Jan 10, 2013 | 1087 views | 0 0 comments | 5 5 recommendations | email to a friend | print

A BENEFIT of membership in the Texas Folklore Society is that you receive a hardbound copy of the annual book it produces. The most recent one is titled First Timers and Old Timers: The Texas Folklore Society Fire Burns On.

Of  special interest to me because of my friendship with the late Archie McDonald and his wife Judy was his contribution, an essay titled Back Then.

Holder of a Ph.D in history from LSU, Dr. McDonald taught history at Stephen F. Austin State University in Nacogdoches for many years. SFA named him Regents and Distinguished Alumni Professor and awarded him every other honor it had available.

HE WAS executive director of the East Texas Historical  Association, among many other academic connections.

Archie wrote a column that this newspaper was privileged to publish weekly through 2012. He was so efficient that he prepared his column and his Red River Radio commentaries well in advance— this despite suffering a long illness that brought about his death last August.

BACK THEN will be informative to younger generations, but it rings special bells for those of us old enough to remember World War II.

Archie recalled being an elementary school student in Beaumont on Dec. 7, 1941, the Sunday afternoon when his living room radio announced the Japanese attack on Pearl Harbor. He wondered why his grandmother wept softy and his mother and aunt looked strained.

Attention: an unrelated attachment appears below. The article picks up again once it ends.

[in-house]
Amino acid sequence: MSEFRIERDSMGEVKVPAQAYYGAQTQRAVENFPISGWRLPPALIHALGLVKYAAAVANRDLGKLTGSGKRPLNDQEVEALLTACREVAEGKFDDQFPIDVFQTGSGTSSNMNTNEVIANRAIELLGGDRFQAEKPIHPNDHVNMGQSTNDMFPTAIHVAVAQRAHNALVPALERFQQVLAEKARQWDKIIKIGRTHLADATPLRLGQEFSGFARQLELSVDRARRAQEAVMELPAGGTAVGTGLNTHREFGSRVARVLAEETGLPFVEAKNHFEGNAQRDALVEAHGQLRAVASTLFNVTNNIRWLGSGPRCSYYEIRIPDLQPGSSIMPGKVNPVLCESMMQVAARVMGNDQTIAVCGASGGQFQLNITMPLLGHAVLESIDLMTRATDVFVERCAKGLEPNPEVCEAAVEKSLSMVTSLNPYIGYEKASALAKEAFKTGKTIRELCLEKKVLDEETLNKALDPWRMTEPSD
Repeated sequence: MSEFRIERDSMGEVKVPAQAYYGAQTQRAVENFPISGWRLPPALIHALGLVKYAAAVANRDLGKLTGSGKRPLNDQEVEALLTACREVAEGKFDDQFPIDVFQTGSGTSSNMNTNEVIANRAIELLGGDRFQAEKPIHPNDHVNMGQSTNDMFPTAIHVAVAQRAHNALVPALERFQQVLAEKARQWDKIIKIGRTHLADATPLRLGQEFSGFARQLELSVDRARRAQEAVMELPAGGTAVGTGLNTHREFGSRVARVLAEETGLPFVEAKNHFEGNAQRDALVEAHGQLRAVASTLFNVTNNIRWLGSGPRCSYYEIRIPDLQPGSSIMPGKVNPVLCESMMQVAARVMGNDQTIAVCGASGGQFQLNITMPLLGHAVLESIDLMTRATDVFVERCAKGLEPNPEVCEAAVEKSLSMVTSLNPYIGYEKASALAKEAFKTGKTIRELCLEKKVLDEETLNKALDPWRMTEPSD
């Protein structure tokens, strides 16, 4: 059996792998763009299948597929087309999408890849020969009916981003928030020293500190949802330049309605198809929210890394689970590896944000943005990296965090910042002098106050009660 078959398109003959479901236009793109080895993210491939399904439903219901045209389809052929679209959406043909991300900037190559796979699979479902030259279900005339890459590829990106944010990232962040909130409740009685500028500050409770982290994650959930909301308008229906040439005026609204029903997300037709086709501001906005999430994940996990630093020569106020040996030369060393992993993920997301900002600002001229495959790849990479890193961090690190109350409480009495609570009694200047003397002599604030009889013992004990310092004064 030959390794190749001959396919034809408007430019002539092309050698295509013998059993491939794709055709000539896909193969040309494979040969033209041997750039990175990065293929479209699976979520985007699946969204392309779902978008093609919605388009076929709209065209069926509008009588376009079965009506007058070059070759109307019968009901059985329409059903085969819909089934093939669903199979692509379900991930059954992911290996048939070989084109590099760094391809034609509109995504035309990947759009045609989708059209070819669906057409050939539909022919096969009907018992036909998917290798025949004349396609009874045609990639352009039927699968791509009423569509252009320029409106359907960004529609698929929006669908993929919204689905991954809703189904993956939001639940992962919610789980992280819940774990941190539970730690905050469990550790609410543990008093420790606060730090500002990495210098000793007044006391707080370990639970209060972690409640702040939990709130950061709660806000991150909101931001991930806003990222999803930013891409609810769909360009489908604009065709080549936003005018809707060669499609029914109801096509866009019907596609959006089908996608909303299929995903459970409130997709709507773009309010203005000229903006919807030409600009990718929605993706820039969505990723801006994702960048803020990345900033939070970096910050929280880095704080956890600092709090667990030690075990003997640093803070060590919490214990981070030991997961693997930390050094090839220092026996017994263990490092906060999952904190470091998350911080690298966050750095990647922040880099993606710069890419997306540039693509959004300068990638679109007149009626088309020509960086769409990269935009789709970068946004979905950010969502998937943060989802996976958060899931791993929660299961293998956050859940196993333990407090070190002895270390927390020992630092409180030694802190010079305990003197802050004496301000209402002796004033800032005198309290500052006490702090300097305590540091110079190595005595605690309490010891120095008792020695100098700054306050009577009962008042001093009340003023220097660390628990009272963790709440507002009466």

THE NEXT four years  provided more vivid memories, and the author asked.

Do you remember?

When ration books issued by the Office of Price Administration provided stamps needed to buy such items as shoes and sugar, among others.

Windshield stickers on cars and trucks indicated the amount of gasoline that could be bought (at 15 cents a gallon).

Kids filled books with 10-cent stamps and when the book was full they got an $18.75 war bond that would be worth $25 in 10 years.

Scrap drives collected everything from rubber to all metals, newspapers, even animal fat saved from cooking.

When the siren sounded, houses had to be blacked out in case German bombers were on the way.

“What I don’t remember is much complaining about these inconveniences. America had a different vision, then,” Archie opined.

He remembers the world of Vacation Bible School he was introduced to at Burkeville, a sawmill community in Newton County.

HE TELLS OF his conversation with a  physician friend when they pondered the changes they had seen in one lifetime — from parents who began with real horses for transportation to seeing Neil Armstrong televised walking on the moon. And there were other such advances.

A touching song from the 1938 musical, Knickerbocker Holiday, provided a valediction for Archie.

One line goes, “Oh it’s a long, long while, from May to December, but the days grow short, when you reach September.”

To which Archie responded:

“Those bright hopes of May, career dreams that led so inevitably but too often misleadingly to owning your own company or a big house on the hill . . . are, by September, actualized or forgotten amid daily struggles that make Friday a more attainable goal than any December.”

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